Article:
'Modern Family' Offers Lessons on How to Be a Man


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While grand productions like last week's Halloween episode and weaving storylines that culminate in the whole gang getting together for a family gathering are all good and fun, the real delight of Modern Family lies in the seemingly mundane, everyday moments we all encounter. Who hasn't been driven to insanity by the incessant beeping of a smoke alarm, or doesn't remember counting to three to hang up at the same time as their teenage sweetheart? (Kids: Just hang up. Don't play that game.) This week belonged to our dear Phil, feeling emasculated and a little worried after things slow down at work, but Luke shines as his sidekick. Read on for this week's lessons!

It's the little things. Jay fires one of his employees for letting Manny drive a forklift and drive it through a wall. Manny protests Jay's decision, vowing not to speak to Jay until he hires him back. Through all of this, Jay is trying to remember what super-specific anniversary he's supposed to be celebrating with Gloria that evening (he can rule out the first time she cooked for him, because that's next week) and where he needs to show up to meet her—information that Manny attempts to use as a bargaining tool. Jay holds his own and explains why his tactic won't work.

Our hearts melted and we gasped just a little when Jay said, "Nobody messes with my kid and gets away with it." Two beats later it sinks in for our little one as he turns to Jay and asks, "Did you just call me your kid?" Jay plays it off, but as brief and in-passing as it was, we know what a big step this was in their relationship.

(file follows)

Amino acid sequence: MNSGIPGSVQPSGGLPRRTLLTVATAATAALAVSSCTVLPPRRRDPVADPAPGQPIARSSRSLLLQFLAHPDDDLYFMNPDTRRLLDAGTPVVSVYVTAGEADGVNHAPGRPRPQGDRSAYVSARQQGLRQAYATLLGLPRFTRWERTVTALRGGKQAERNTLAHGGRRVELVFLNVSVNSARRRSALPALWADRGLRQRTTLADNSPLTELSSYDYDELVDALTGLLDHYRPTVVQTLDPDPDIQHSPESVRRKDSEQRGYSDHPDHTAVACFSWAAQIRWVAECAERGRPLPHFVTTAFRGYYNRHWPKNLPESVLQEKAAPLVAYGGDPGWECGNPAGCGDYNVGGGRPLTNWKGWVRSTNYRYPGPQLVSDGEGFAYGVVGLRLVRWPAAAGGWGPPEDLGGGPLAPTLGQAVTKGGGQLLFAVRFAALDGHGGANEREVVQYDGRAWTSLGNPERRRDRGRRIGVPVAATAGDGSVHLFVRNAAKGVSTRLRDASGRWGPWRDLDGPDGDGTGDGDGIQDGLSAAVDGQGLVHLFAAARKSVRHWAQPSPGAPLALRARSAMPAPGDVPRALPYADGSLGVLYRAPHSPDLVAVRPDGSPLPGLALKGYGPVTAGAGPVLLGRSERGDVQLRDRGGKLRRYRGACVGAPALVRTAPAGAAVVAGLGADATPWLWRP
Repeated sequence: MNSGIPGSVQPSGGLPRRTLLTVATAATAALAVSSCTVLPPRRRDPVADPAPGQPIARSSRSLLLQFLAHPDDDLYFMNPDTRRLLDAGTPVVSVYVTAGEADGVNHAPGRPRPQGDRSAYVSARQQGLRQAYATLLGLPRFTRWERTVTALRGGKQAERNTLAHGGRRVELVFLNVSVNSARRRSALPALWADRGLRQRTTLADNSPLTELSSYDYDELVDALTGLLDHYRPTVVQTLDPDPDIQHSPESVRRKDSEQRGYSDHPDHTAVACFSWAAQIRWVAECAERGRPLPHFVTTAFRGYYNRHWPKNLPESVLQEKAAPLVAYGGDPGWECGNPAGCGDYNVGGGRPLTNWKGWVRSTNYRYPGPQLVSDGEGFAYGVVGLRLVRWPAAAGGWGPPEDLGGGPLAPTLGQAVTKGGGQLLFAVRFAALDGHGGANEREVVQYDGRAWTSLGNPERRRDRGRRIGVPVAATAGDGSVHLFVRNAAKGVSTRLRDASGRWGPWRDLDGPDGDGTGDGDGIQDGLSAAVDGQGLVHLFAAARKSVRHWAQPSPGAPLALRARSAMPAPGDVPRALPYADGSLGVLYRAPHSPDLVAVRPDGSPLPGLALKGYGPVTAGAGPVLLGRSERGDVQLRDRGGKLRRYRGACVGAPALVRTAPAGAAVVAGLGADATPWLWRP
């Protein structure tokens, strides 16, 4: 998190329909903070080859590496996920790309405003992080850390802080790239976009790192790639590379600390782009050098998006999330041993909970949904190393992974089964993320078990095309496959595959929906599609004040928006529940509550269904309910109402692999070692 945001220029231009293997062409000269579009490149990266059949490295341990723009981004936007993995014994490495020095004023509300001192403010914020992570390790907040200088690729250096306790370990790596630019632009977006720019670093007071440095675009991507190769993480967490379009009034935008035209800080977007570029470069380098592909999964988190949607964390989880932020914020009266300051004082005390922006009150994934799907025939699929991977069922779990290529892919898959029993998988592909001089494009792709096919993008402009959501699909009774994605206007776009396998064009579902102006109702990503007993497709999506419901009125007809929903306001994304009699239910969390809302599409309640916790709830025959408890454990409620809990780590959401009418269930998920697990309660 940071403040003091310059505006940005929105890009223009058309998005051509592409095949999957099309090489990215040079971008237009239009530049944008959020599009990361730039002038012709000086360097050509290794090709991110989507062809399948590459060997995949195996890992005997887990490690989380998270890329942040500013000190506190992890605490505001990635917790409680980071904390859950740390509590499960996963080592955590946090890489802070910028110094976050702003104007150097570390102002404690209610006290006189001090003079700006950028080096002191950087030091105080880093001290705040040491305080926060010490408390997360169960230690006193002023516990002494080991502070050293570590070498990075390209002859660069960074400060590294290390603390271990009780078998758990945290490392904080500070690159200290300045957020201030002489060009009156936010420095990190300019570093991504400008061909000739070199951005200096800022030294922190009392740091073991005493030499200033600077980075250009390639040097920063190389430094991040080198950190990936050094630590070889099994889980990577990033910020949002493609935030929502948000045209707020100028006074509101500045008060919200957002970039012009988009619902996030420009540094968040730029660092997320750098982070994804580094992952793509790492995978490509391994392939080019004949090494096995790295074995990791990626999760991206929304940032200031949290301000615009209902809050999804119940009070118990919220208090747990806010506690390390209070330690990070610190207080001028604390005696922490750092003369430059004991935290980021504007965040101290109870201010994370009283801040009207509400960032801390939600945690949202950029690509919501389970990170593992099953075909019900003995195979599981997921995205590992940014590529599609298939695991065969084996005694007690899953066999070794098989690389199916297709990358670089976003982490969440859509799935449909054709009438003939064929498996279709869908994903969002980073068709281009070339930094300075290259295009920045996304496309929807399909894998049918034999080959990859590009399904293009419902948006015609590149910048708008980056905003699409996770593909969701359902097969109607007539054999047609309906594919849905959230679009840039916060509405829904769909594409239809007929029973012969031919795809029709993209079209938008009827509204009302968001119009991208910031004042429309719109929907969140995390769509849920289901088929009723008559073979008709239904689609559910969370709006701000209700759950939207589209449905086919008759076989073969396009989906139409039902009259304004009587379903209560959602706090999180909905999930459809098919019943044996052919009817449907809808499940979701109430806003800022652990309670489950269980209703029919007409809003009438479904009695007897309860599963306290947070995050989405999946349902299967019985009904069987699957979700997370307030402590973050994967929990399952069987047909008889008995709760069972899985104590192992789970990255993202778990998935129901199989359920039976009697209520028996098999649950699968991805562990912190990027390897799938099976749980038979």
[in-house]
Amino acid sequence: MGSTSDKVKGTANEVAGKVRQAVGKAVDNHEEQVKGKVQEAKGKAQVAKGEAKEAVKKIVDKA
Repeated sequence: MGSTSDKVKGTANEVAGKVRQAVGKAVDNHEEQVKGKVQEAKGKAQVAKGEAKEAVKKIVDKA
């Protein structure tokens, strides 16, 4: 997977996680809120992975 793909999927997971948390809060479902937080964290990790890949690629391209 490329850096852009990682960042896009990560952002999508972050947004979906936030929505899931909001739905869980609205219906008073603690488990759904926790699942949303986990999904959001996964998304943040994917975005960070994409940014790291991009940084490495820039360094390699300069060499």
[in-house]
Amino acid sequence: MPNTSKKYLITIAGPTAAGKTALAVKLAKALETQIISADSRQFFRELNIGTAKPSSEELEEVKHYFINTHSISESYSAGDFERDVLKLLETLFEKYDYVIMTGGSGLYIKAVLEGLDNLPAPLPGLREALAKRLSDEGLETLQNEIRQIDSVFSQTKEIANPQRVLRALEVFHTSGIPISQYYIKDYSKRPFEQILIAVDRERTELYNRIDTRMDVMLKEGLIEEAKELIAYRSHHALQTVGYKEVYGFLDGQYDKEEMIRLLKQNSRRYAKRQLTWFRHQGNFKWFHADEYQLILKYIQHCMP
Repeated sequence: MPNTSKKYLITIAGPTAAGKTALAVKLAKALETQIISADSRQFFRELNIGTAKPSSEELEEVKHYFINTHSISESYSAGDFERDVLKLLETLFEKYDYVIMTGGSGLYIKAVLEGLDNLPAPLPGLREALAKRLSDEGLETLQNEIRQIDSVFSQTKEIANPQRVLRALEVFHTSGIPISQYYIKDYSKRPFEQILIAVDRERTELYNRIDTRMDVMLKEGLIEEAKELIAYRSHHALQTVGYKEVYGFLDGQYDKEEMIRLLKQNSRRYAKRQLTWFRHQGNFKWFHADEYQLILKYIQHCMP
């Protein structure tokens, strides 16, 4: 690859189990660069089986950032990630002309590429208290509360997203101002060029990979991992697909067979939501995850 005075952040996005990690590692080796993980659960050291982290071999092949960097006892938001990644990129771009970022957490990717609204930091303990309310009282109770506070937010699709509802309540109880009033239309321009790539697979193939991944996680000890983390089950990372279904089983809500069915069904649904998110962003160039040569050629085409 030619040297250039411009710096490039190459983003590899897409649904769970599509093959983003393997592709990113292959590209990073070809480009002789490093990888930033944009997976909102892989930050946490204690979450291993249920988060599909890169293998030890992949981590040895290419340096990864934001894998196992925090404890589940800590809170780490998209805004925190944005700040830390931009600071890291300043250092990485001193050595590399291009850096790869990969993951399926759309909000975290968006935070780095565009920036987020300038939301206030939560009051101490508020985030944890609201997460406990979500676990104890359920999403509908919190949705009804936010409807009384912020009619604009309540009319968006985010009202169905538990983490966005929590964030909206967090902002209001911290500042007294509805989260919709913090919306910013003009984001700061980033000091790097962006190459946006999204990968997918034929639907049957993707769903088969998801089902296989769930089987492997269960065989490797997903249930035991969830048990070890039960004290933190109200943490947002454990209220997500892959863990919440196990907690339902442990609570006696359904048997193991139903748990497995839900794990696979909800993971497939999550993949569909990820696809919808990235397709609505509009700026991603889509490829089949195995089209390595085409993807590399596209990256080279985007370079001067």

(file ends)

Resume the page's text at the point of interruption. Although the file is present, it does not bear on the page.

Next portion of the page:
"You can't get back on the horse until you fall off." It's nice to see the always-peppy Phil in more of a vulnerable role; this episode, we see him start to feel the effects of our very real, modern economic reality. After yet another one of his real-estate showings falls through, he eagerly steps up to the plate to take care of a sick Claire and Haley. His feelings of emasculation are most blatantly channeled through his obsession with changing the battery of a chirping phantom smoke alarm: "Changing the battery in a smoke detector is what they teach you in Man 101. So, of course, every time I hear that noise all I hear is, 'Beep beep! You're not a man! Beep beep! You're not a...'" It probably doesn't help that he greets Claire's hunky gym buddy at the door while wearing an apron while making ladyfingers...

Don't let your Vietnamese child participate in a racist "Savezilla" furniture store commercial. Trust us.

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Aylin Zafar is a freelance writer based in New York.

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